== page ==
The power political situation after the January Revolution in Finland raised a major question in terms of the constitution draft, among the Finnish (moderate) socialists: would the power gained via revolution allow democracy a true chance in Finnish society? Finally, political terror, carried out by the Red Guards during the Finnish civil war, led to marked controversy between the principles of democracy and true life.[4]

Relations with Lenin

Although the Finnish Socialist Worker's Republic was supported by the Russian Soviet Federative Socialist Republic (RSFSR), led by Vladimir Lenin, and the 1 March 1918 Red Treaty was signed between these two unstable socialist states, an ideal level of co-operation and co-ordination was never achieved, due to both states being preoccupied with their own respective civil wars. The goal of the Finnish Reds' majority was a neutral and independent Finland, and some of them demanded annexation of Aunus, Viena Karelia and Petsamo areas of Russian Karelia to Finland. The Russian-Finnish Red treaty had only minor importance for the Bolsheviks as they carried out peace negotiations with the German Empire. In the end, the fate of the Finnish Reds and FSWR was determined through the power political decisions made between Russia and Germany.[5]

Lenin aimed to halt a complete collapse of Russia after the revolutionary year 1917. While in political opposition prior to the October Revolution, Lenin emphasized the policy of nations' right to self-determination for the former parts of the Russian Empire. After the successful seizure of power in October 1917 and in January 1918, the Bolsheviks' power political strategy shifted gradually toward federalism. As for Finland, Lenin plotted its annexation by Russia, but the Russian Civil War, German-Russian Treaty of Brest-Litovsk, Finland-operation of the German Army, the victory of the White Guards in the Finnish civil war and the marked nationalism among the Finnish socialists stalled his plan.[6]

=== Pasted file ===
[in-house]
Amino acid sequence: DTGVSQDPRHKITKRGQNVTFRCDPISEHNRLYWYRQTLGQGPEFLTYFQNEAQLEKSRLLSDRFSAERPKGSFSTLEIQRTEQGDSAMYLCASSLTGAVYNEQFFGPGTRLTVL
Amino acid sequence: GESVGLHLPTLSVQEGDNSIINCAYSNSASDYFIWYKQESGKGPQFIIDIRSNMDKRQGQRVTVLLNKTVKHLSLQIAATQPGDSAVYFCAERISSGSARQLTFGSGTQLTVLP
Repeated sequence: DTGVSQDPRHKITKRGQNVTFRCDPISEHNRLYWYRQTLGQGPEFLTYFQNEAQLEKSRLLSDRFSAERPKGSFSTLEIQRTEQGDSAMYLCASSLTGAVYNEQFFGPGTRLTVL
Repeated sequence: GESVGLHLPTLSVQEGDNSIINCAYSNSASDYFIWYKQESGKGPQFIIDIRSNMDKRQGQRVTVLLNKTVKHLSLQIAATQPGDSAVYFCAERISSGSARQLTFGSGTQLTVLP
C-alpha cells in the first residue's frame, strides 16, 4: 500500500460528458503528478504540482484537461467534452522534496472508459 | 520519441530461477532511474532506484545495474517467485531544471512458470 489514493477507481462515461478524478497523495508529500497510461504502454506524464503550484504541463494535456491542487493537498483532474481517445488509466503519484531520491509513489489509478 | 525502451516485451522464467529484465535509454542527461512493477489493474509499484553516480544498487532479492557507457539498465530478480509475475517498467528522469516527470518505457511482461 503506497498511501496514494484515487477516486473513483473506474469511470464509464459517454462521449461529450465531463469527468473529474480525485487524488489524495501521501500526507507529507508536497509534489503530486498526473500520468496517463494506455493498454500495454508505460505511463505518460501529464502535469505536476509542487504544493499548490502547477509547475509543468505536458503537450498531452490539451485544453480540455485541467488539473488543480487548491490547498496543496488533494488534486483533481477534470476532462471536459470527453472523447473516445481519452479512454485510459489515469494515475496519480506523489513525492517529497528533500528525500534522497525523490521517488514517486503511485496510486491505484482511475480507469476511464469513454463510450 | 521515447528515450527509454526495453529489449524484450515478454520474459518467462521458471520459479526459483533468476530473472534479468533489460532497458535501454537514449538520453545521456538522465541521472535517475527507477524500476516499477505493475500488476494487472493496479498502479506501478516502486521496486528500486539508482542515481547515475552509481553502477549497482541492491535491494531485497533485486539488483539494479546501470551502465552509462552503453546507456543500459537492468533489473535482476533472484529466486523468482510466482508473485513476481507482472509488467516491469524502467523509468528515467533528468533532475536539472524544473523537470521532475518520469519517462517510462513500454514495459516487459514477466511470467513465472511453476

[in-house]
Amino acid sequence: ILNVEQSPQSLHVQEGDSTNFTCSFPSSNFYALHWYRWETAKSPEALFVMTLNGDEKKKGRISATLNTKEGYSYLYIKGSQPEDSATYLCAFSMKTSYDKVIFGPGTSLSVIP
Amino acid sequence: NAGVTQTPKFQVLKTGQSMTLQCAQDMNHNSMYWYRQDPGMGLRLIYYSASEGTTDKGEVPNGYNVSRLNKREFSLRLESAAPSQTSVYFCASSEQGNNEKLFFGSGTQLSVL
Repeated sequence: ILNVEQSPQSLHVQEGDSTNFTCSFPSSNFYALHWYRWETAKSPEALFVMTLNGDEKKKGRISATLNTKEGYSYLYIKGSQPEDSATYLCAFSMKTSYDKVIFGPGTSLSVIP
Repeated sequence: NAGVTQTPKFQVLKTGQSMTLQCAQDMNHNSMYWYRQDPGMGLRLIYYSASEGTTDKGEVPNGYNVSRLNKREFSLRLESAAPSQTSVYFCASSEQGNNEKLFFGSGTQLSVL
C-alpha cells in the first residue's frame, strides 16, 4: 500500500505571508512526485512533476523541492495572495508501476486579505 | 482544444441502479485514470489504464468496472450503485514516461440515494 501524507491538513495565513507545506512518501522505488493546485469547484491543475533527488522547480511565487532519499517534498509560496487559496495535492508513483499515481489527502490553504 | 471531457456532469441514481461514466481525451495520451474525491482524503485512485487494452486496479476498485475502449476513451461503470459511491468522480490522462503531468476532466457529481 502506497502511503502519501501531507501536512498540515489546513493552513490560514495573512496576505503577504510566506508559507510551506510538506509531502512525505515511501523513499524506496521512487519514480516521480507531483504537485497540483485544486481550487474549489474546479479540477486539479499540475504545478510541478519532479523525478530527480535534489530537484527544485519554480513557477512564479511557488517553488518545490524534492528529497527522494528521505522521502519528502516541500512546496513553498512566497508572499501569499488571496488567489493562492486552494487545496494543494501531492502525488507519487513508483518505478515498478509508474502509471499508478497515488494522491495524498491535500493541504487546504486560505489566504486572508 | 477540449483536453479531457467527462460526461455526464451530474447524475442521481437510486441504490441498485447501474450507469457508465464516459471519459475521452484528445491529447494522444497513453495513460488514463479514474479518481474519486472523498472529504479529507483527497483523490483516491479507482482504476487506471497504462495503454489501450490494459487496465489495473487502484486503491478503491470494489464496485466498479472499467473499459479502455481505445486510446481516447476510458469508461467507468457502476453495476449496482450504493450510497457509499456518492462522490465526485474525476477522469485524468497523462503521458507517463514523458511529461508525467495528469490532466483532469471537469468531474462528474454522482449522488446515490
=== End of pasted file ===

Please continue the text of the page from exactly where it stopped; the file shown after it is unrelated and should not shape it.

Civil war

The warfare between the Reds and Whites took major attention and energy of the Red leadership. Therefore, formation of the local Red civil administration remained unfinished and waited for the result of the Civil War. The top and middle rank civil servants of the pre-civil war administration refused to co-operate with the Reds, and a new leadership had to be chosen and trained from the lower rank servants.[7]

Defeat of the FSWR

The Finnish Civil War ended with the German invasion of Finland and the consequent defeat of the Finnish Red Guards and FSWR on 5 May 1918. After the war, the initially powerful and well-organized Finnish Social Democrats, born and bred in the relatively free and nationalistic social atmosphere, within the Scandinavian and Russian culture, and affected primarily by socialist ideas of Germany, Austria and Czechoslovakia (pre-World War I Austria-Hungary), were split in two. The moderate socialists continued their pre-1918 political culture, adhered to the society and political system of Finland, while the far-left faction formed the Communist Party of Finland in August 1918 in Moscow, with the main leaders living in exile in Russia and a marked part of the common supporters living in Finland.[8]

See also

Citations and notes